PLANNING | Wedding “Perfection” – Your Wedding Doesn’t Have to Be Perfect

If you’re in the process of planning a wedding, you’ve probably read plenty of advice about how to do so. It’s all useful, from the big to the small, and it’s all to be paid attention to. However, very rarely in that advice will you find the words that your wedding is a good time to “take a chance”.

A wedding is a once-in-a-lifetime event, so why would you take a chance on it? Why would you book a risky venue, choose a dress you’re not certain of, or make plans when you’re not sure if your guests will be able to attend? You’ve got to do it right. Otherwise – as the undercurrent of the advice suggests – the entire day will be ruined.

Here’s the thing: no, it won’t. You’re not going to ruin your day because it’s not perfect. Strip it back, and a wedding is always a legal, sometimes a religious, always a vitally important, exchanging of vows. Just because the napkins don’t match the tablecloth isn’t going to matter to you, fifty years down the line when you look back on your wedding album with your grandkids.

 

The Worried Bride

When you’re gorging on advice, it’s meant to be a good thing – and it is. Don’t stop doing that; you’ve never planned a wedding before, so you need all the help that you can get. There’s no harm in it.

However, some of this advice isn’t coming from a dispassionate place. It’s coming from companies who stand to profit from the choices you make. You find yourself hearing that the invitations have to be perfect, that your dress has to be just right, and how you shouldn’t scrimp on the decorations… from people who will profit from your perfectionism. And if you can’t afford (or don’t want, due to saving for a house for example) to get things perfect, then soon, you’re going to worry.

Your Wedding Can Become A Broth

As in, too many cooks are spoiling it.

The more professionals you get involved in your wedding, the more stress and the potential for worry you open yourself up to. The modern phenomenon of a bridezilla is rarely caused by “princessy” behavior; it’s the end result of a mounting pile of stress and opinions.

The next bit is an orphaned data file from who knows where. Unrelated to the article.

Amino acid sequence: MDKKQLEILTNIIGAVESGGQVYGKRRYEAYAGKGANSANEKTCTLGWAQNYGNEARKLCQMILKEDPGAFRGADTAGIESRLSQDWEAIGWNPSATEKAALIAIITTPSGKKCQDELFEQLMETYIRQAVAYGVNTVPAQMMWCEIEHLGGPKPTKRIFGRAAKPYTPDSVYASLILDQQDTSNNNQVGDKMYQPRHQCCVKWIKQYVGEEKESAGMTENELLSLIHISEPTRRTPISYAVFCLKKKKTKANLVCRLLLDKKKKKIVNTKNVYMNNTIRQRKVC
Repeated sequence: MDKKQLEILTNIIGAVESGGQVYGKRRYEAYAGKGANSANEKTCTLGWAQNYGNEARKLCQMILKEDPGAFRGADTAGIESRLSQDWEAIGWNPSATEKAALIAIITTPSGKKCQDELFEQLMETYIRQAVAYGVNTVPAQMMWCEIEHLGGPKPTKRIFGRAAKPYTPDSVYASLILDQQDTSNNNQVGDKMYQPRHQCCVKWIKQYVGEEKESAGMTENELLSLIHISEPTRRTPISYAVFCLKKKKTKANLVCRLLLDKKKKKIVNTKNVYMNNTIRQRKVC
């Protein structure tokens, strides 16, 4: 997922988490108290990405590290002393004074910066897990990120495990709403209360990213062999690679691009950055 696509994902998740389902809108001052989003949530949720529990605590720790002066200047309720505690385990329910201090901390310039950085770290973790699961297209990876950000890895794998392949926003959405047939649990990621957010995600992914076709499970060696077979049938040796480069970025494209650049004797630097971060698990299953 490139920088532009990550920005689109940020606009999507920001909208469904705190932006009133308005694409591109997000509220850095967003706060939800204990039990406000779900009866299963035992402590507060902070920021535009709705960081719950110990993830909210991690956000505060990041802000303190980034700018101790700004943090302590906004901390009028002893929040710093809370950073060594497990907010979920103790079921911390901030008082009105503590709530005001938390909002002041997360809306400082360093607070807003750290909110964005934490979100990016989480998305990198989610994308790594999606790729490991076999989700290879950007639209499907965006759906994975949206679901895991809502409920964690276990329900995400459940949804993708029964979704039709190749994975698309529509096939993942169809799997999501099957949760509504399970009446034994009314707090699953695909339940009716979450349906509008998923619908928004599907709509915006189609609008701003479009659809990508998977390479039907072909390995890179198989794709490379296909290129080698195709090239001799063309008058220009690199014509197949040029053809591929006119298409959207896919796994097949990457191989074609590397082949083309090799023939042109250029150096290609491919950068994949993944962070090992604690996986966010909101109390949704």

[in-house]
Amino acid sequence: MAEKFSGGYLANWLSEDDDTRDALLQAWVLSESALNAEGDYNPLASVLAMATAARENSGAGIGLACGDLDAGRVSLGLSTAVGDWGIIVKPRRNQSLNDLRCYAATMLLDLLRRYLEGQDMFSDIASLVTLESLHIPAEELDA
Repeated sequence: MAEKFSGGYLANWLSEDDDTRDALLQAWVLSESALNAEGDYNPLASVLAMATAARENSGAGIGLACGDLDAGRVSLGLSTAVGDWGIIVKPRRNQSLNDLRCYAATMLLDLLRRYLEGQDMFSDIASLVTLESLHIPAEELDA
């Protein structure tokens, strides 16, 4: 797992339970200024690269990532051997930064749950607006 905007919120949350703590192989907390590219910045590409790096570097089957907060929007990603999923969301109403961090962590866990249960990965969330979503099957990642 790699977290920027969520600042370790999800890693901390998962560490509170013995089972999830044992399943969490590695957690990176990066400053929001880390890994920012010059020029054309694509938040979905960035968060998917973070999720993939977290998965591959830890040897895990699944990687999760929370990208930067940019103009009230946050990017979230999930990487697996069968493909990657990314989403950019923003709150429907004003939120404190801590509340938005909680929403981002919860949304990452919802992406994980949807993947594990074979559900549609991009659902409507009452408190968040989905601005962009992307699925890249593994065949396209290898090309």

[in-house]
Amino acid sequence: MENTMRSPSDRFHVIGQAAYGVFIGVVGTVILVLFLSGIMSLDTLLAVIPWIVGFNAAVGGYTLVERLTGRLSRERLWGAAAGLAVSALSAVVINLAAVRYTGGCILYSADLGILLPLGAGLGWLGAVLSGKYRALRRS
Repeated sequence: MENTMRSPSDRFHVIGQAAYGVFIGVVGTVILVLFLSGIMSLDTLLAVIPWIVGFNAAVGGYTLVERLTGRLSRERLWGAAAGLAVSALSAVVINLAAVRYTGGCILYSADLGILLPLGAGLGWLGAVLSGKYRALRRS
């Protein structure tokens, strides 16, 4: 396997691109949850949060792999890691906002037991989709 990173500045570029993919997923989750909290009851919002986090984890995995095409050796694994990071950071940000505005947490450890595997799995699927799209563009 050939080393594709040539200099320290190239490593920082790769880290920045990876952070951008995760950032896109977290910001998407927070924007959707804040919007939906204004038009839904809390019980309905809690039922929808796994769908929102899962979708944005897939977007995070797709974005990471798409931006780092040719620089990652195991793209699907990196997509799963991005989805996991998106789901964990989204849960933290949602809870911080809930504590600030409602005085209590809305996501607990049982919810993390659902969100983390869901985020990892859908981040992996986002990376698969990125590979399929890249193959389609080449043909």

Step Back

While planning a wedding is consuming, it’s worth stepping back every so often. You don’t have to consult every single caterer going to make sure you have the right choice. You don’t have to try on a thousand dresses until you find ‘the one’. You have to protect yourself most of all.

You can step back by looking for a full service event venue to lighten some of the load, hand over some of the planning to your bridesmaids, or just take a weekend off. Do something you love – a hobby, a TV show binging session – that doesn’t involve the wedding.

Your wedding is important, but the commitment behind it is the thing that really matters. So step back where you can, keep a sense of perspective, and make peace with the little errors that crop up along the way!

REAL WEDDING | GOLD, GRAY AND BLUSH ICELAND WEDDING | Christina Barnum Photography | Pretty Pear Bride
REAL WEDDING | GOLD, GRAY AND BLUSH ICELAND WEDDING | CHRISTINA BARNUM PHOTOGRAPHY

 

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Shafonne Myers is a certified wedding and event planner who longed for bridal inspiration that looked like her. She has created a website and magazine that brings bridal inspiration to plus size brides. She does speaking engagements educating the world about plus size brides and self confidence.
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About Shafonne Myers {Editor-in-Chief}

Shafonne Myers is a certified wedding and event planner who longed for bridal inspiration that looked like her. She has created a website and magazine that brings bridal inspiration to plus size brides. She does speaking engagements educating the world about plus size brides and self confidence.

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